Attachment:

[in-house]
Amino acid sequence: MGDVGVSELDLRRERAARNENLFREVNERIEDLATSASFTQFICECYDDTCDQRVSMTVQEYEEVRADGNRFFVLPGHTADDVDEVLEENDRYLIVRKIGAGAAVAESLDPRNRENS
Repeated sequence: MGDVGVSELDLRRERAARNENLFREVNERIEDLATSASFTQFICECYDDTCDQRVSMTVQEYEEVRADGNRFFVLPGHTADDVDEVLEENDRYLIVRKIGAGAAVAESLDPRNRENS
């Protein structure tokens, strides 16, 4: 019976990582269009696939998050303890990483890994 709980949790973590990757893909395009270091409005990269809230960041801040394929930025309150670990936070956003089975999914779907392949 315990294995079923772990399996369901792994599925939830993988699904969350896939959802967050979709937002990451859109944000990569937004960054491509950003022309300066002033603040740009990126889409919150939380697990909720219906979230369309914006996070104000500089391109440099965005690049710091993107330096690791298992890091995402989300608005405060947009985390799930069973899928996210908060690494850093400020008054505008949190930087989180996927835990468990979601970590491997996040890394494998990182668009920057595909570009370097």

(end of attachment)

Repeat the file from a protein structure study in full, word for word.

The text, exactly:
[in-house]
Amino acid sequence: MGDVGVSELDLRRERAARNENLFREVNERIEDLATSASFTQFICECYDDTCDQRVSMTVQEYEEVRADGNRFFVLPGHTADDVDEVLEENDRYLIVRKIGAGAAVAESLDPRNRENS
Repeated sequence: MGDVGVSELDLRRERAARNENLFREVNERIEDLATSASFTQFICECYDDTCDQRVSMTVQEYEEVRADGNRFFVLPGHTADDVDEVLEENDRYLIVRKIGAGAAVAESLDPRNRENS
């Protein structure tokens, strides 16, 4: 019976990582269009696939998050303890990483890994 709980949790973590990757893909395009270091409005990269809230960041801040394929930025309150670990936070956003089975999914779907392949 315990294995079923772990399996369901792994599925939830993988699904969350896939959802967050979709937002990451859109944000990569937004960054491509950003022309300066002033603040740009990126889409919150939380697990909720219906979230369309914006996070104000500089391109440099965005690049710091993107330096690791298992890091995402989300608005405060947009985390799930069973899928996210908060690494850093400020008054505008949190930087989180996927835990468990979601970590491997996040890394494998990182668009920057595909570009370097």